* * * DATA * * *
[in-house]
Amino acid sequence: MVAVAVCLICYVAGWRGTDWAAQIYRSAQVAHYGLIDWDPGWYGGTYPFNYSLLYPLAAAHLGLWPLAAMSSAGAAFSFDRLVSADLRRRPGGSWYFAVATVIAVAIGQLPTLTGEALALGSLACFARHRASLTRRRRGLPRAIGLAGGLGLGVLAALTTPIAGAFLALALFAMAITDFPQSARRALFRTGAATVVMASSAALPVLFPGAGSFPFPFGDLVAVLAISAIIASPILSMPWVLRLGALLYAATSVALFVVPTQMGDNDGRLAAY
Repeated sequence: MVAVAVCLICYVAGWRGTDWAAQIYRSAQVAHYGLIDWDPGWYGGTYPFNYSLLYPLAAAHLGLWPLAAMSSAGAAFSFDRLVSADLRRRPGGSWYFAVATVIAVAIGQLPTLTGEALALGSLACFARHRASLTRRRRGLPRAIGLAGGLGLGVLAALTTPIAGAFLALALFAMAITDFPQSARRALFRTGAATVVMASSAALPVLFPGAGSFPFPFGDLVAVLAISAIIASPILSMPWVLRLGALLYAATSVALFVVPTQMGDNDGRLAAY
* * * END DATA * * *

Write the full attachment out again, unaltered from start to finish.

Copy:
[in-house]
Amino acid sequence: MVAVAVCLICYVAGWRGTDWAAQIYRSAQVAHYGLIDWDPGWYGGTYPFNYSLLYPLAAAHLGLWPLAAMSSAGAAFSFDRLVSADLRRRPGGSWYFAVATVIAVAIGQLPTLTGEALALGSLACFARHRASLTRRRRGLPRAIGLAGGLGLGVLAALTTPIAGAFLALALFAMAITDFPQSARRALFRTGAATVVMASSAALPVLFPGAGSFPFPFGDLVAVLAISAIIASPILSMPWVLRLGALLYAATSVALFVVPTQMGDNDGRLAAY
Repeated sequence: MVAVAVCLICYVAGWRGTDWAAQIYRSAQVAHYGLIDWDPGWYGGTYPFNYSLLYPLAAAHLGLWPLAAMSSAGAAFSFDRLVSADLRRRPGGSWYFAVATVIAVAIGQLPTLTGEALALGSLACFARHRASLTRRRRGLPRAIGLAGGLGLGVLAALTTPIAGAFLALALFAMAITDFPQSARRALFRTGAATVVMASSAALPVLFPGAGSFPFPFGDLVAVLAISAIIASPILSMPWVLRLGALLYAATSVALFVVPTQMGDNDGRLAAY